Another problem:  family members do not have to be notified. The law also does not require that effective options such as palliative and hospice care be recommended as alternatives, and while it is understandable that people fear a painful death, advances in palliative care medicine have made it possible for pain to be effectively alleviated.

Lastly, when the patient dies, the death certificate must list the cause of death as the underlying illness, not the effect of the lethal drugs; this provision requires a public record to be falsified. We are called to comfort the sick, not to help them end their lives!

Do we really want our doctors to have a license to kill us? 

Many medical organizations have voiced their opposition to the legalization of physician-assisted suicide, including the Massachusetts Medical Society and the American Medical Association.

Most doctors clearly recognize that this would be a complete violation of the integrity of the medical profession, who for millennia, have held to the principle of “first, do no harm,” and whose mission is “always to care, even when medicine cannot cure.”

Not only does Massachusetts’ seriously flawed proposed law contradict everything we believe about human life and dignity, it deprives those who are dying, and their families, the many opportunities and graces intertwined with their journey to their eternal destiny.

Our culture is caught up in the idea of avoiding suffering at all costs, and, while certainly no one relishes the thought of suffering, the idea of “embracing” it can be particularly challenging. The notion that suffering can be redemptive seems quite revolutionary to the modern mind.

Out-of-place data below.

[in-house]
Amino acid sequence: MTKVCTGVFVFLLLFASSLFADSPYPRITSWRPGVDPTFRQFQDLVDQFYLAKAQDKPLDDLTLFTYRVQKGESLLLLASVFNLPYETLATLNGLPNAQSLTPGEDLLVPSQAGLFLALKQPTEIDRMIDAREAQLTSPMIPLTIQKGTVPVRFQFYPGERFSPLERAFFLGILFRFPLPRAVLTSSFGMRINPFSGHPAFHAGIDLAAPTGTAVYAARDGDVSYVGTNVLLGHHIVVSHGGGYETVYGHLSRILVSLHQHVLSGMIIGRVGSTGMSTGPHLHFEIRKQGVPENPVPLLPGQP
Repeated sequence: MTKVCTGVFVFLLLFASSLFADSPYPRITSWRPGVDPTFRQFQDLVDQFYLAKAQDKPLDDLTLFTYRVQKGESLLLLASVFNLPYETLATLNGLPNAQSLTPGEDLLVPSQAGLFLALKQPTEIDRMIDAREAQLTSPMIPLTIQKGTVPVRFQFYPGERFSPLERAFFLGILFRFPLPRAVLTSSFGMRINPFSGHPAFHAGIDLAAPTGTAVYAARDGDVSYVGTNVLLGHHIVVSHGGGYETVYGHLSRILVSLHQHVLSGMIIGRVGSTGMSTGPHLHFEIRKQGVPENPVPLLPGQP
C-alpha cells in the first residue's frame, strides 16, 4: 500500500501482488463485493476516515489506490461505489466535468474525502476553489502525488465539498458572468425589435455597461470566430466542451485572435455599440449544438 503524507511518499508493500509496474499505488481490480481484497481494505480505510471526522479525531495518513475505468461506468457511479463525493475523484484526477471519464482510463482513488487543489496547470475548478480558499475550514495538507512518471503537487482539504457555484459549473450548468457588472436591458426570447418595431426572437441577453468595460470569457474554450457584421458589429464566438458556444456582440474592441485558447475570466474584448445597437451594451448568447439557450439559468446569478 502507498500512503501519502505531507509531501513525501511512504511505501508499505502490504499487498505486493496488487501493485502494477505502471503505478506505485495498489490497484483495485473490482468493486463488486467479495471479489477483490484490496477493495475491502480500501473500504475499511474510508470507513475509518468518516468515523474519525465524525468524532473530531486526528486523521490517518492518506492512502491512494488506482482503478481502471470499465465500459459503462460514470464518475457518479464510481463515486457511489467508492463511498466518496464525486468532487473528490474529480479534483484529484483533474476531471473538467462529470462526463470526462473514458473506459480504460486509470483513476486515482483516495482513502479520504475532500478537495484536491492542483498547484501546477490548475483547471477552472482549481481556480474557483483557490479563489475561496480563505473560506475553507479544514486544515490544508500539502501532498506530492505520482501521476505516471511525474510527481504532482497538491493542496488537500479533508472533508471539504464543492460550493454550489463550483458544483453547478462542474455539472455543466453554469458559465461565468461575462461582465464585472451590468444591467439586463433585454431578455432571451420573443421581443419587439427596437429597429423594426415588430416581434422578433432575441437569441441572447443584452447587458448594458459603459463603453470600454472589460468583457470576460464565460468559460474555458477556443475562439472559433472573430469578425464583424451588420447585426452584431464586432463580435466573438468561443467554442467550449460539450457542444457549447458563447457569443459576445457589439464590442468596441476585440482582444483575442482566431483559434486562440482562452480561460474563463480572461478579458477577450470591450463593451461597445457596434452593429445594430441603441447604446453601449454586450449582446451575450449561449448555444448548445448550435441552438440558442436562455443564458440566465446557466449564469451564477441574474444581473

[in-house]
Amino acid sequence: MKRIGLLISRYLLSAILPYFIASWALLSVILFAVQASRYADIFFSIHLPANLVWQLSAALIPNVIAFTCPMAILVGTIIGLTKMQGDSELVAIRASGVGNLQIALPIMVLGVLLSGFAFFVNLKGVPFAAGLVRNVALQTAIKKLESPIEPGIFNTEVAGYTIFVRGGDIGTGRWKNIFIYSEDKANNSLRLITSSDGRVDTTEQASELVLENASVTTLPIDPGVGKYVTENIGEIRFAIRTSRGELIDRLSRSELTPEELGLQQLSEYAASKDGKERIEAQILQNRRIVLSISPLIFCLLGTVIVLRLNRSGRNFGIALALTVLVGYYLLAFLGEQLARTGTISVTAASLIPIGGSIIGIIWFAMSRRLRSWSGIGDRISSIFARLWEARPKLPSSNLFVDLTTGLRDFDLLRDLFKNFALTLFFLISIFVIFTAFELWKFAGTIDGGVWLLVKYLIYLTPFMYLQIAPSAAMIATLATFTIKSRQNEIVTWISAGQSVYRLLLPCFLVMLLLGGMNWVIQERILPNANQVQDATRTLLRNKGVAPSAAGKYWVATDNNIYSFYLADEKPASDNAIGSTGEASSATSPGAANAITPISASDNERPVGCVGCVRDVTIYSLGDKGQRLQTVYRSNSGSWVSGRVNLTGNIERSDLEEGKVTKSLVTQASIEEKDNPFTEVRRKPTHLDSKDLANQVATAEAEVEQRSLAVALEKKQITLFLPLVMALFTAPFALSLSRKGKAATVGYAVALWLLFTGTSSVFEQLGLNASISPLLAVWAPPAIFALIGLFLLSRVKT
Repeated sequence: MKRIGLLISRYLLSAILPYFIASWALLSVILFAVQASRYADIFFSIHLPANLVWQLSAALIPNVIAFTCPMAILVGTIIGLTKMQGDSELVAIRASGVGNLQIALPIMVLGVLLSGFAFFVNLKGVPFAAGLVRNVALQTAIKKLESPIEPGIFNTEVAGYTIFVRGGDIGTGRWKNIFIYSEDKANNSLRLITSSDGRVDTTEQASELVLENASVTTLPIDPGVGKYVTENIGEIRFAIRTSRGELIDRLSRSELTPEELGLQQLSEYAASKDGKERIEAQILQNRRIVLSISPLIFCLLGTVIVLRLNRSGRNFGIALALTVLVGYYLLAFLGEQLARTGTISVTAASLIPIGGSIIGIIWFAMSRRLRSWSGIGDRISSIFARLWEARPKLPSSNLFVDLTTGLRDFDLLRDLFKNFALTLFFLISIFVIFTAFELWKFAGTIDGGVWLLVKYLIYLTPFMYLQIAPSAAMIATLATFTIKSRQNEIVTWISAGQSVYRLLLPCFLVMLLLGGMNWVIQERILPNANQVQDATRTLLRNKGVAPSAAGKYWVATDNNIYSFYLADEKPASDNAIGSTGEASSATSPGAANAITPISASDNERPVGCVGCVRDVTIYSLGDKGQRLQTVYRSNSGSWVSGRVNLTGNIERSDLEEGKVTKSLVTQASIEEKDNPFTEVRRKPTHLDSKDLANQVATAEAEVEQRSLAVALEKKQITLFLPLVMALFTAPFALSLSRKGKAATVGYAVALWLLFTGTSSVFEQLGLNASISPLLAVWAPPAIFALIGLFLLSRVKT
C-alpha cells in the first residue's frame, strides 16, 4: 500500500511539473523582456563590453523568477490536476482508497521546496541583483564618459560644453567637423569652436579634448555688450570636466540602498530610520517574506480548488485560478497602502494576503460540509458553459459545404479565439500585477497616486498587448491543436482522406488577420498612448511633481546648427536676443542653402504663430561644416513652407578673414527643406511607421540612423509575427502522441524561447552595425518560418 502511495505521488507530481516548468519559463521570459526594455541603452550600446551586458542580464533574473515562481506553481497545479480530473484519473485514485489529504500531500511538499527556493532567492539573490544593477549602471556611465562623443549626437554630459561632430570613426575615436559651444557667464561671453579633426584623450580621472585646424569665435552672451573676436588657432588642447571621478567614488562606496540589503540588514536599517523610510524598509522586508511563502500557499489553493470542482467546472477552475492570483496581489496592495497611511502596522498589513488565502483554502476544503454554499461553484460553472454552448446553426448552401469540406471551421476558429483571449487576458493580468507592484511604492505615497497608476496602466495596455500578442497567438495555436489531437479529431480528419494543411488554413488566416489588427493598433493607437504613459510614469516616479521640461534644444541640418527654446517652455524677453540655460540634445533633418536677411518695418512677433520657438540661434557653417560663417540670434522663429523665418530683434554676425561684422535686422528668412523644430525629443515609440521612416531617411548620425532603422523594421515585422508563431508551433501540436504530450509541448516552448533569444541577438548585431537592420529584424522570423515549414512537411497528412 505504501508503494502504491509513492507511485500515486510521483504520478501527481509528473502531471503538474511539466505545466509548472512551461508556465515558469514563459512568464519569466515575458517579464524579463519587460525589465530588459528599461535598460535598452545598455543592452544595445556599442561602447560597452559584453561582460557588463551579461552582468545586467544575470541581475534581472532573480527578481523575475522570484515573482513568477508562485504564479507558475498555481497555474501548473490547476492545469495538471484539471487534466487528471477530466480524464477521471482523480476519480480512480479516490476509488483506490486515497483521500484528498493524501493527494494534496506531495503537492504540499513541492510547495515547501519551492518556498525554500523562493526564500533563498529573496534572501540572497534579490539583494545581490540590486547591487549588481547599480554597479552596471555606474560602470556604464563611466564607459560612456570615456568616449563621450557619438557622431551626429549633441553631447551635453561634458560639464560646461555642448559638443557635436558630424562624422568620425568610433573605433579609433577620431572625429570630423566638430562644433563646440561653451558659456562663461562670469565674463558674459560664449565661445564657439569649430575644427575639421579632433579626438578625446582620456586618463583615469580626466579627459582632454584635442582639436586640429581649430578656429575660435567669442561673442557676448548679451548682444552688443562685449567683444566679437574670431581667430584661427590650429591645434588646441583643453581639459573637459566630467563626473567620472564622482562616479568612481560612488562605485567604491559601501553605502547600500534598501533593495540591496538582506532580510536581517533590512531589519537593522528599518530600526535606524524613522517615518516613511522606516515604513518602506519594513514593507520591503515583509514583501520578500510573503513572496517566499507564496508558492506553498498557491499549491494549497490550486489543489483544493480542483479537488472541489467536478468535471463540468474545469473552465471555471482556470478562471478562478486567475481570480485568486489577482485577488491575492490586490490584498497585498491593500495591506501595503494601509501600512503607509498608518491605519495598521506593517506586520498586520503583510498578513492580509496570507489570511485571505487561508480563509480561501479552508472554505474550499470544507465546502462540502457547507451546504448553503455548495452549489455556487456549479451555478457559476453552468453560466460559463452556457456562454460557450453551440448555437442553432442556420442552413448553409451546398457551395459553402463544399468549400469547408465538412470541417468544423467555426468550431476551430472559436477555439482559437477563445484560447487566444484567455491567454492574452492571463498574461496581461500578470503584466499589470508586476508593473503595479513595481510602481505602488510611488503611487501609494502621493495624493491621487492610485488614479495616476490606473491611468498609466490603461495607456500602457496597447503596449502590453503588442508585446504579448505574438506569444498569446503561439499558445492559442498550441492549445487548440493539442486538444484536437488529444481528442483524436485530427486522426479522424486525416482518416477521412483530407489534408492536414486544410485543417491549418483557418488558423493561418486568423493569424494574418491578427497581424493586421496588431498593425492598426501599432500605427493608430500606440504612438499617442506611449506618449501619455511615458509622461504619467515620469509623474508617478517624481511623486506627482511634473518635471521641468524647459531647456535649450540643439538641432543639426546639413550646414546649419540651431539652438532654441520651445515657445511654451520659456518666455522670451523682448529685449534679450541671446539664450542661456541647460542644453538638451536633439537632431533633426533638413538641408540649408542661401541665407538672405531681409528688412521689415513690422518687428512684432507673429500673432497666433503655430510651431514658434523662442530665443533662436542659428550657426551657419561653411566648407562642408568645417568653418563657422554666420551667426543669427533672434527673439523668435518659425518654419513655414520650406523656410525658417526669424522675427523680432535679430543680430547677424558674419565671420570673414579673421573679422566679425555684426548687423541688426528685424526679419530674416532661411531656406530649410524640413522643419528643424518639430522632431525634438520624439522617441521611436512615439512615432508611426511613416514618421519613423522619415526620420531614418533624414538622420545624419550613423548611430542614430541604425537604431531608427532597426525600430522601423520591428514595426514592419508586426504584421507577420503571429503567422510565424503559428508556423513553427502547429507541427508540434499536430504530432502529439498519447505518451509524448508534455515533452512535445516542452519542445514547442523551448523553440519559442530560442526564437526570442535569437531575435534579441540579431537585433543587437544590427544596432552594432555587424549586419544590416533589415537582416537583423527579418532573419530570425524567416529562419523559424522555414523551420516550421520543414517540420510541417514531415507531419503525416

In his apostolic letter, Salvifici Doloris (On the Christian Meaning of Human Suffering), Blessed Pope John Paul II points out how inextricably interwoven are these mysteries of suffering and redemption:  “Human suffering evokes compassion; it also evokes respect, and in its own way it intimidates. For in suffering is contained the greatness of a specific mystery. This special respect for every form of human suffering [is expressed in] the deepest need of the heart, and also by the deep imperative of faith.”

As we begin our worldwide observance of the Year of Faith, let us reflect on Pope Benedict’s message in Porta Fidei: that our task is to rediscover “the content of the faith that is professed, celebrated, lived, and prayed, and to reflect on the act of faith.” In this way, “members of the Church will be credible and joy-filled witnesses…capable of leading those many people who are seeking it to the door of faith” (n. 9).

As people of faith, we recognize the power of the gift of compassion. To “suffer with” a loved one at the end of life is a transformative experience. Why would anyone want to deprive themselves or another of the opportunity to find peace and reconciliation in their last days?